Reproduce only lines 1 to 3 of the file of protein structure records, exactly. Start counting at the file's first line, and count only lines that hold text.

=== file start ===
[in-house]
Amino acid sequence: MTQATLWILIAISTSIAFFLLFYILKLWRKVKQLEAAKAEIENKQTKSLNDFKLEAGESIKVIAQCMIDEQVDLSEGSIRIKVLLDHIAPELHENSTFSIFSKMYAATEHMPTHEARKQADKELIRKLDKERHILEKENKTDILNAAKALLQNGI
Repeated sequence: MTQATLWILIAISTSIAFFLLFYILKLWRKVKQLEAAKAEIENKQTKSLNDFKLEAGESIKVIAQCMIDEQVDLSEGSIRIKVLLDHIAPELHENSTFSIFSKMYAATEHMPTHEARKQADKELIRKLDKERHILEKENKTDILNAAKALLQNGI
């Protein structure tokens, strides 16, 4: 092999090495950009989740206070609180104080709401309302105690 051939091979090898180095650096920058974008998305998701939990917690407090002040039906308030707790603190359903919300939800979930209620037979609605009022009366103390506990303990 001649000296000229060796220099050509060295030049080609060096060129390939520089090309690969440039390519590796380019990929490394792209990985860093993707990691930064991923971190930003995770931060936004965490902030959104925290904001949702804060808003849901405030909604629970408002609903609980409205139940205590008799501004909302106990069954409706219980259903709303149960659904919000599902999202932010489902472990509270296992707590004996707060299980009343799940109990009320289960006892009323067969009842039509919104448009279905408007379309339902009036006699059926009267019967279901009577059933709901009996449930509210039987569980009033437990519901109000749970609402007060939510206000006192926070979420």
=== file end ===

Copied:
[in-house]
Amino acid sequence: MTQATLWILIAISTSIAFFLLFYILKLWRKVKQLEAAKAEIENKQTKSLNDFKLEAGESIKVIAQCMIDEQVDLSEGSIRIKVLLDHIAPELHENSTFSIFSKMYAATEHMPTHEARKQADKELIRKLDKERHILEKENKTDILNAAKALLQNGI
Repeated sequence: MTQATLWILIAISTSIAFFLLFYILKLWRKVKQLEAAKAEIENKQTKSLNDFKLEAGESIKVIAQCMIDEQVDLSEGSIRIKVLLDHIAPELHENSTFSIFSKMYAATEHMPTHEARKQADKELIRKLDKERHILEKENKTDILNAAKALLQNGI